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I am new to octave and still learning what I can and cannot do with it. I am asked to write a following function ('trigmin'):

[a, b, c, info]=tigmin(x,y)

Where x, y are vectors of the same length (let's say n) and the function output is the triple [a, b, c] where the triple minimizes the following expression $$\sum_{i=1}^n|a+b \cos(x_i)+c\sin(x_i)-y_i|^2$$

info = reports if the problem has non-unique solutions or if the vector sizes don't match.

The soln part is the one I am concerned with. Using symbols I would say a,b,c are symbols then build A matrix [ones(n),\cos{x},\sin{x},y] and multiply [a;b;c;-1][ones(n),\cos(x),\sin(x),y] to get a vector norm which I am trying to minmize. However in the class we haven't used symbolic package so I assume it is doable without using symbols.

Am I doing it right using symbols?

Is it possible not to use symbols? If so, then how?

The problem is simple and no loops are required

Any hints would be much appreciated.

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You shouldn't be using symbolic package for this task. Also your usage of ones is going to produce n-by-n matrix of ones - which is not what you intended. Given the same problem, I wouldn't write a new function. I believe fminunc will be more than enough, but of course if this is an assignment you should follow the guidelines given in the assignment. Below is what I would do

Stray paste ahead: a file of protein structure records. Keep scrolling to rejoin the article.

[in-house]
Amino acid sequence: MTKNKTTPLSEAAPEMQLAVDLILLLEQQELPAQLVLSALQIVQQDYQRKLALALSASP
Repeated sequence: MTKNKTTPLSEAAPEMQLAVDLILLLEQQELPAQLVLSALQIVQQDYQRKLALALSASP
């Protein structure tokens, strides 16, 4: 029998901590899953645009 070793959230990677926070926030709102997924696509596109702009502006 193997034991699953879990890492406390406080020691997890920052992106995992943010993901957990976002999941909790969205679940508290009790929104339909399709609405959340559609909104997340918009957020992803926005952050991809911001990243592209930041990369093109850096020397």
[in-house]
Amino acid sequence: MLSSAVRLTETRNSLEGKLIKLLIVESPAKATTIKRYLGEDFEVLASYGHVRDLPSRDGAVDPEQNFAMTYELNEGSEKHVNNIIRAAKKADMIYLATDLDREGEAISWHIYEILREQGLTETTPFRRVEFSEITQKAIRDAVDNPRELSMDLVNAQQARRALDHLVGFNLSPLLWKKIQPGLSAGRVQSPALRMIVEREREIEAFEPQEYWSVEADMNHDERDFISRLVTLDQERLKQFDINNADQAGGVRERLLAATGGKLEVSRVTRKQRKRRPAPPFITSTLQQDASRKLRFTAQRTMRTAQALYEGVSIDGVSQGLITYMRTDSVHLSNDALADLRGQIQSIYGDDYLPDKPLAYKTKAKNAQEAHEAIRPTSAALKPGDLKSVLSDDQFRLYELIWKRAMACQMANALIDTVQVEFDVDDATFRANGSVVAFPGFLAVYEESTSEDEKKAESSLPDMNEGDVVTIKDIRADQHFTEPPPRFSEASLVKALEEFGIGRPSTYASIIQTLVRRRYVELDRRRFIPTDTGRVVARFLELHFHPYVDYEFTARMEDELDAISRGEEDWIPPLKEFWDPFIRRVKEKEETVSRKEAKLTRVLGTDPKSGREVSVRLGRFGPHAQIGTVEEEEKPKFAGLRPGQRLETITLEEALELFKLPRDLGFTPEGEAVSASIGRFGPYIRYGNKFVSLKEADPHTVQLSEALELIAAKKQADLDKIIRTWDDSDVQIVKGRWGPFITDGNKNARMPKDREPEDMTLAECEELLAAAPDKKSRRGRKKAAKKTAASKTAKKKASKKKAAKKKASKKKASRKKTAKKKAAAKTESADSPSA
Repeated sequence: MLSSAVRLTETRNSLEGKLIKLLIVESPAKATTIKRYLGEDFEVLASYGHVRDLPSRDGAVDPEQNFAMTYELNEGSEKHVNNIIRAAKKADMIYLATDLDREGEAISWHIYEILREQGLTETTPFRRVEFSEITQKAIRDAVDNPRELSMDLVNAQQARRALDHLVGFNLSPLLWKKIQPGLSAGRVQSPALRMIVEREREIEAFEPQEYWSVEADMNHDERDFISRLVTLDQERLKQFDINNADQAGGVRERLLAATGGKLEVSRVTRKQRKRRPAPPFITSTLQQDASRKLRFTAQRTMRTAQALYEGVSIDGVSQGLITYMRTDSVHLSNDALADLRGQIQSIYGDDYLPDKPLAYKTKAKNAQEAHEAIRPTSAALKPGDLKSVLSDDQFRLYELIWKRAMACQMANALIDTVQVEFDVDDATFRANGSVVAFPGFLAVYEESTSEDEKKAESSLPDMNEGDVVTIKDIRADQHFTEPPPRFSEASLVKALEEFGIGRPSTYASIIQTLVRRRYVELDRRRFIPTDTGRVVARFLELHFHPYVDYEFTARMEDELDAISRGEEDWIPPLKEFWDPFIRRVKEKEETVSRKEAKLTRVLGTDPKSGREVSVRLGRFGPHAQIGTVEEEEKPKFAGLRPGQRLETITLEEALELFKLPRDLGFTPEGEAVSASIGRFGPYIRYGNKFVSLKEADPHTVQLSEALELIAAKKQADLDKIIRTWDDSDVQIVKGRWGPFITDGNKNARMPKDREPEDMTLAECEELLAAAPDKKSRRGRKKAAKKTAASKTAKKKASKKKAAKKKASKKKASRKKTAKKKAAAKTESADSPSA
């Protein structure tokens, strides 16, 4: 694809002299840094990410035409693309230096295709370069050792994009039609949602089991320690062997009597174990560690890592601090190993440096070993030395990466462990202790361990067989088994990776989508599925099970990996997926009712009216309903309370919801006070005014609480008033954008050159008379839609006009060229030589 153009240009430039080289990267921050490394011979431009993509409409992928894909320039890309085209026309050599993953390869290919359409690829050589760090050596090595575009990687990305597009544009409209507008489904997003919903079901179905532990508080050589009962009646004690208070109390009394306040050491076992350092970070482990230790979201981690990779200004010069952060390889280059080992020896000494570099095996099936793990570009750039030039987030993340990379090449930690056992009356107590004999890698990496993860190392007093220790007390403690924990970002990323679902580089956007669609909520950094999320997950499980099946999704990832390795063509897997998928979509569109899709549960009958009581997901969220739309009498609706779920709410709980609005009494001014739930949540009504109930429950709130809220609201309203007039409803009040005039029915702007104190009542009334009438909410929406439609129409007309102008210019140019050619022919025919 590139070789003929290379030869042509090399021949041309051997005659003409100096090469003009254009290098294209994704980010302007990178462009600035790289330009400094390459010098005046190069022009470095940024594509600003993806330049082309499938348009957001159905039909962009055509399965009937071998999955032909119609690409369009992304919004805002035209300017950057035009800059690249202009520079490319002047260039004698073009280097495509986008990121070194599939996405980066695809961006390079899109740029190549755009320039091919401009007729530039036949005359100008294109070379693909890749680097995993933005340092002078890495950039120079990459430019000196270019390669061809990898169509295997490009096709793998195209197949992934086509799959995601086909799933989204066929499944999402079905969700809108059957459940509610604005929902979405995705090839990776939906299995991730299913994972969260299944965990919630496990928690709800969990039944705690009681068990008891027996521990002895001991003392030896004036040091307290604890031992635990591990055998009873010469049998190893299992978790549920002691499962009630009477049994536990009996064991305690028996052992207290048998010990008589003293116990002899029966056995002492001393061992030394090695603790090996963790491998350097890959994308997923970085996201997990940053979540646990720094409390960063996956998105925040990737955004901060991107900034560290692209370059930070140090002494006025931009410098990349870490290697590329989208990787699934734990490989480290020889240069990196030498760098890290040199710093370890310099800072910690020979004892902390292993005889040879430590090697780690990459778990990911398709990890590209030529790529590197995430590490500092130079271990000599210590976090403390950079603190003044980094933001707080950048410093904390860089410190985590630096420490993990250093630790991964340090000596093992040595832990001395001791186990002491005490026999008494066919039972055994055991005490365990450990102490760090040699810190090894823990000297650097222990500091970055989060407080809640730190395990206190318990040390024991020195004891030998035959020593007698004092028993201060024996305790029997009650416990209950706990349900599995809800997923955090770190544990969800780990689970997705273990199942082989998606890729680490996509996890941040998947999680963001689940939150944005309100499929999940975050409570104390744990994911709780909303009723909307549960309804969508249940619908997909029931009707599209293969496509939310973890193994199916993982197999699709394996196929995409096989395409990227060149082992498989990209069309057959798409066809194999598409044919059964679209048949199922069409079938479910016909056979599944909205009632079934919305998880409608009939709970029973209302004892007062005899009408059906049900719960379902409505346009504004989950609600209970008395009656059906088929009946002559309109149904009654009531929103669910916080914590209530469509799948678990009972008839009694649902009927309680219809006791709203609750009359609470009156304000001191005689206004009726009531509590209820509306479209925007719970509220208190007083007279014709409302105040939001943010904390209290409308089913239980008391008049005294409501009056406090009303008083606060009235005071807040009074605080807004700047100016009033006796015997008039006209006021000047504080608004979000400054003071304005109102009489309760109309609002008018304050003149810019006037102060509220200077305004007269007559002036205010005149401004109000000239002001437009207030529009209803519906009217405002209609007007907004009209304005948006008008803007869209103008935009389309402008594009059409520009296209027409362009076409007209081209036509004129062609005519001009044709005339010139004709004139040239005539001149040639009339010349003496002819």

x = rand(100,1); y = rand(100,1);
f = @(params) sum(abs(params(1)+params(2)*cos(x)+params(3)*sin(x)-y).^2);
initial_guess = [0,0,0];
[x,fval,exitflag,output] = fminunc(f, initial_guess);

x here contains the solution [a,b,c], fval is the function value at [a,b,c] i.e. f(x), exitflag and output are diagnostic information which may be of interest.

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    $\begingroup$ This is a linear least-squares problem; the backslash operator A \ b will solve it directly without need for fminunc. $\endgroup$ Mar 10, 2020 at 13:32
  • $\begingroup$ That is true. I don't know the sizes of the vectors, so I preferred the err on the side of caution. If the vectors are large A\b may not be feasible. $\endgroup$ Mar 10, 2020 at 14:43
  • $\begingroup$ I'd be willing to bet that the octave command will be faster than anything you can come up with though. $\endgroup$
    – EMP
    Apr 30, 2020 at 15:21

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